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Friday, February 27, 2015 |  Madison, WI: 3.0° F  Fair
The Daily


Jazz and jam reunite at the Midwest Gypsy Swing Fest in Fitchburg

The fifth annual Midwest Gypsy Swing Fest, held on Friday and Saturday at a farm in Fitchburg, felt more like a family picnic of talented jazz musicians than a festival. They played at Art in the Barn, with plastic chairs and bales of hay set up for seating. There were no aggressive sponsors, and the bathroom was located through the horse stall, next to a horse named Ringo. >More
 Freshman class

It's that time of year again, when Madison reinvents itself. Old stuff gets set out at curbsides. New gear arrives by the truckload. Matriculating students settle in and re-energize downtown. >More
 Madison goes electronic as Reverence Festival heats up

Look no further than the MySpace page dedicated to Madison's Reverence Festival for proof that the three-day electronic music event has developed a niche following nationwide. >More
 Will Wisconsin Chamber Orchestra musicians strike?

After seven bargaining sessions, the Wisconsin Chamber Orchestra's 34 core musicians and the WCO aren't close to hammering out the terms of a new contract. In fact, musician representative Todd Jelen says that the players became so discouraged with the WCO's unwillingness to bargain on key issues they requested that a mediator from the Federal Mediation and Conciliation Service join the proceedings. >More
 WSUM brings Snake on the Lake Fest back to the Union Terrace

The sophomore year of the Snake on the Lake Fest should have a lot of penurious students grinning from ear to ear next month. The free annual music festival put on by the student radio station WSUM announced the lineup on Wednesday afternoon for this year's party on the Memorial Union Terrace. Formerly known as "Party in the Park" when it was held at James Madison Park, the fest moved onto campus last year, guaranteeing more student interest. But the lineup of acts featured this year is so strong that the lakeside biergarten is likely to attract a capacity crowd. >More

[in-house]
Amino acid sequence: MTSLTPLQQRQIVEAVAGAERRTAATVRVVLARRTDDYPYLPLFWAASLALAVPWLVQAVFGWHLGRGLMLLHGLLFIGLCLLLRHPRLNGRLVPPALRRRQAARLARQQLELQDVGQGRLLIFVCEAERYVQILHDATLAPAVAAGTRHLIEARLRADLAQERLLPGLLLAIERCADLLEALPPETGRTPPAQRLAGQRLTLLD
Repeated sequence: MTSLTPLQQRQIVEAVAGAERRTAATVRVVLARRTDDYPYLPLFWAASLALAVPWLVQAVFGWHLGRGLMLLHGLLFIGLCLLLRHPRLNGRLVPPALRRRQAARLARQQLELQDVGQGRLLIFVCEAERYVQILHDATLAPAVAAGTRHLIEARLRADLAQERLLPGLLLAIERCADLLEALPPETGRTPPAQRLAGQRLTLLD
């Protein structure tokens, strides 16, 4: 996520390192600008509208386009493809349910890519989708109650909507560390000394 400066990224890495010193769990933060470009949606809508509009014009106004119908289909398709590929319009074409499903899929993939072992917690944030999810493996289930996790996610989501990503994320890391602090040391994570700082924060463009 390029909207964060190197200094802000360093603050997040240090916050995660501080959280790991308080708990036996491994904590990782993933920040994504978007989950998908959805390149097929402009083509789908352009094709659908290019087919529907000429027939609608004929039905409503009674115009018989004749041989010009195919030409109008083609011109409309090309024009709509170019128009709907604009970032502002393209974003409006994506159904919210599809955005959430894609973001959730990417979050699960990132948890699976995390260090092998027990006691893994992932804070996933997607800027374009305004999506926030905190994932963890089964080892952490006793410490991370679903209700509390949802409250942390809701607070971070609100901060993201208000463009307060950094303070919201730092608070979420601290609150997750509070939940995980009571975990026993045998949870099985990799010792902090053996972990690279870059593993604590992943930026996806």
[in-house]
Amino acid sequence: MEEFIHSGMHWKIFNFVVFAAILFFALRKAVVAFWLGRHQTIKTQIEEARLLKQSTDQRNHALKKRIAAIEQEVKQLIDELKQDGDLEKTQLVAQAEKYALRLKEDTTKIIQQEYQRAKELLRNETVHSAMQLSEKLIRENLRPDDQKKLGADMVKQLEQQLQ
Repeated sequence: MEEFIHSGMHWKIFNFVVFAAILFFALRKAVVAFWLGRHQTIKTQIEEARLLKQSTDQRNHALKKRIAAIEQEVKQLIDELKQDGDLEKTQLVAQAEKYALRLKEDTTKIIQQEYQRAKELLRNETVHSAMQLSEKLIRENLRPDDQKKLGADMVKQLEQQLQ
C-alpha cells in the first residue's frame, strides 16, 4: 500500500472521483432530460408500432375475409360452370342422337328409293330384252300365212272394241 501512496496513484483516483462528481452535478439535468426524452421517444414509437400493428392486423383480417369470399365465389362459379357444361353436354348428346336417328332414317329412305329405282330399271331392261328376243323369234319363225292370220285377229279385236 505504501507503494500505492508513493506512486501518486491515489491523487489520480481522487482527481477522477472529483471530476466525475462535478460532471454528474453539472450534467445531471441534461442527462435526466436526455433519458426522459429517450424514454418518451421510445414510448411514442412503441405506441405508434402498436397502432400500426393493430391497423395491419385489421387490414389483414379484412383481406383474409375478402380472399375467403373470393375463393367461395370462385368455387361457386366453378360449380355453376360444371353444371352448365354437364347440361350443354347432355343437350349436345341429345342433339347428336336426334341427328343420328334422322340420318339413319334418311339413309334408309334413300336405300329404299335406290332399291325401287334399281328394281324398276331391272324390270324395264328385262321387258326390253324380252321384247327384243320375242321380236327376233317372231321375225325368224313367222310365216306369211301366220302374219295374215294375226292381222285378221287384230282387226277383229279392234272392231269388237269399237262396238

An exit interview with Nate Palan of Hometown Sweethearts

Look, Madison, Nate Palan is moving to New York, okay? The sooner you come to grips with that fact, the better. That means no more Tuesday nights spent dancing as his celebrated cover band, Hometown Sweethearts, pumps out the best party set ever pulled together at the Crystal Corner. So instead of blubbering about it, let's celebrate the luck we've had to be in the same town as the Sweethears lo, these many years. >More
 Forward Music Fest: Counting down

With just four weeks to go before the inaugural Forward Music Festival takes place Sept. 19 and 20, Bessie Cherry, one of the fest's five co-organizers, admits that things are getting a little harried. "I tell the other guys it's kind of like the eighth month of being pregnant," she laughs during a mid-afternoon break from her day job at a local web design and consulting firm. "You're hot. You're tired. You're uncomfortable. And it hasn't happened yet!" >More
 Hanging out at the Loft

It's been four years since Tom Klein started a local music promotion company with a niche focus on all-ages shows. Klein's Journey Music is a business that's proven resilient to the tough times the local club scene has endured as gas prices have soared. "The worst show I've done this past year brought in 105 people," says Klein, 22. "With the economy the way it is right now, the people with the most money are teenagers who don't have to work." >More
 The fifth annual Sugar Maple Traditional Music Festival: A debriefing

The Sugar Maple Traditional Music Festival turned out to be a great event. As one of the organizers and volunteers for the past five years, my opinion is beyond biased. If you were at the festival Aug. 1-2 at Lake Farm Park, I'd love to hear your thoughts. It's the only way we know what we're doing right or what could use changing. >More
 Sugar Maple Traditional Music Festival: That old-time religion

Now in its fifth year, the Sugar Maple Traditional Music Festival has become an established part of the city's summer music calendar. This year one of the highlights is an appearance by multi-instrumentalist Mike Seeger, who, much like his famous half-brother Pete Seeger, has used his banjo, fiddle, autoharp and voice to advance the cause of old-time music in this country for over half a century. >More
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